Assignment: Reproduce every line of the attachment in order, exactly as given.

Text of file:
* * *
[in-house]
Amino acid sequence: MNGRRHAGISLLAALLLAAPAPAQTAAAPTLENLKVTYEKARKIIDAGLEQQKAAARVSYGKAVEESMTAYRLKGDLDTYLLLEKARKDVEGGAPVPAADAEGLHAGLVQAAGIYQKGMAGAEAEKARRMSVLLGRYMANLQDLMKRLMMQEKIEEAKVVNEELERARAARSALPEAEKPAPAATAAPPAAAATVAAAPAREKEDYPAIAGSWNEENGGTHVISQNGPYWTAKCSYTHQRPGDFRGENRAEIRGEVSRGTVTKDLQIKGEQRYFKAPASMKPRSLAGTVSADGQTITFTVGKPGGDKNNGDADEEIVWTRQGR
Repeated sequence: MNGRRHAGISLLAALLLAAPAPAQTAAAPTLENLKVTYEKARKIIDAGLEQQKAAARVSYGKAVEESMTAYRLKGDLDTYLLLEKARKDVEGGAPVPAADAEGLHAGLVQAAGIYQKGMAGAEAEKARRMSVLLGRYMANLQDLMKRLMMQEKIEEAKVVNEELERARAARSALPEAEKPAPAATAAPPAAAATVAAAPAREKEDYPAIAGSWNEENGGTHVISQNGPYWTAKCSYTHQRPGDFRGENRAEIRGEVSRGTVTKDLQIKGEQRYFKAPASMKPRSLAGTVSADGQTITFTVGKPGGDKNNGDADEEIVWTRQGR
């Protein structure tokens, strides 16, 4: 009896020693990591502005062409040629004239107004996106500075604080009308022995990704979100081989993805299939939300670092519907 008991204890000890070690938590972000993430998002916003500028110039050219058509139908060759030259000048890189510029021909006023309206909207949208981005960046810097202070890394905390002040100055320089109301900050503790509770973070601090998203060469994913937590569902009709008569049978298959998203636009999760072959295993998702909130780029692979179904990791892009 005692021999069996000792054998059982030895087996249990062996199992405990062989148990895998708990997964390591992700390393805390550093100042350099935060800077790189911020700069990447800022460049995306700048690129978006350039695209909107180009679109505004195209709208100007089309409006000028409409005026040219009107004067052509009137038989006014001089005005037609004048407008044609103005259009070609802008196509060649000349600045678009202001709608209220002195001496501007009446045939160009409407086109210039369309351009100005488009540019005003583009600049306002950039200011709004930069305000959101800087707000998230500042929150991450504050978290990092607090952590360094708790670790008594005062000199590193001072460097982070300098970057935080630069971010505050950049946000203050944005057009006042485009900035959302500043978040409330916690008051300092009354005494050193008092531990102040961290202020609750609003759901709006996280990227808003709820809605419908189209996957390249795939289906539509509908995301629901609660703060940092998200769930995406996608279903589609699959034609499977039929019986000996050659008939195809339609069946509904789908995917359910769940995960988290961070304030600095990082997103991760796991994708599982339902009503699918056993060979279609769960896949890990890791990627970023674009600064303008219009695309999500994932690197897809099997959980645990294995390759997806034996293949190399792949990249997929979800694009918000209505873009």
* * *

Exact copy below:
[in-house]
Amino acid sequence: MNGRRHAGISLLAALLLAAPAPAQTAAAPTLENLKVTYEKARKIIDAGLEQQKAAARVSYGKAVEESMTAYRLKGDLDTYLLLEKARKDVEGGAPVPAADAEGLHAGLVQAAGIYQKGMAGAEAEKARRMSVLLGRYMANLQDLMKRLMMQEKIEEAKVVNEELERARAARSALPEAEKPAPAATAAPPAAAATVAAAPAREKEDYPAIAGSWNEENGGTHVISQNGPYWTAKCSYTHQRPGDFRGENRAEIRGEVSRGTVTKDLQIKGEQRYFKAPASMKPRSLAGTVSADGQTITFTVGKPGGDKNNGDADEEIVWTRQGR
Repeated sequence: MNGRRHAGISLLAALLLAAPAPAQTAAAPTLENLKVTYEKARKIIDAGLEQQKAAARVSYGKAVEESMTAYRLKGDLDTYLLLEKARKDVEGGAPVPAADAEGLHAGLVQAAGIYQKGMAGAEAEKARRMSVLLGRYMANLQDLMKRLMMQEKIEEAKVVNEELERARAARSALPEAEKPAPAATAAPPAAAATVAAAPAREKEDYPAIAGSWNEENGGTHVISQNGPYWTAKCSYTHQRPGDFRGENRAEIRGEVSRGTVTKDLQIKGEQRYFKAPASMKPRSLAGTVSADGQTITFTVGKPGGDKNNGDADEEIVWTRQGR
């Protein structure tokens, strides 16, 4: 009896020693990591502005062409040629004239107004996106500075604080009308022995990704979100081989993805299939939300670092519907 008991204890000890070690938590972000993430998002916003500028110039050219058509139908060759030259000048890189510029021909006023309206909207949208981005960046810097202070890394905390002040100055320089109301900050503790509770973070601090998203060469994913937590569902009709008569049978298959998203636009999760072959295993998702909130780029692979179904990791892009 005692021999069996000792054998059982030895087996249990062996199992405990062989148990895998708990997964390591992700390393805390550093100042350099935060800077790189911020700069990447800022460049995306700048690129978006350039695209909107180009679109505004195209709208100007089309409006000028409409005026040219009107004067052509009137038989006014001089005005037609004048407008044609103005259009070609802008196509060649000349600045678009202001709608209220002195001496501007009446045939160009409407086109210039369309351009100005488009540019005003583009600049306002950039200011709004930069305000959101800087707000998230500042929150991450504050978290990092607090952590360094708790670790008594005062000199590193001072460097982070300098970057935080630069971010505050950049946000203050944005057009006042485009900035959302500043978040409330916690008051300092009354005494050193008092531990102040961290202020609750609003759901709006996280990227808003709820809605419908189209996957390249795939289906539509509908995301629901609660703060940092998200769930995406996608279903589609699959034609499977039929019986000996050659008939195809339609069946509904789908995917359910769940995960988290961070304030600095990082997103991760796991994708599982339902009503699918056993060979279609769960896949890990890791990627970023674009600064303008219009695309999500994932690197897809099997959980645990294995390759997806034996293949190399792949990249997929979800694009918000209505873009």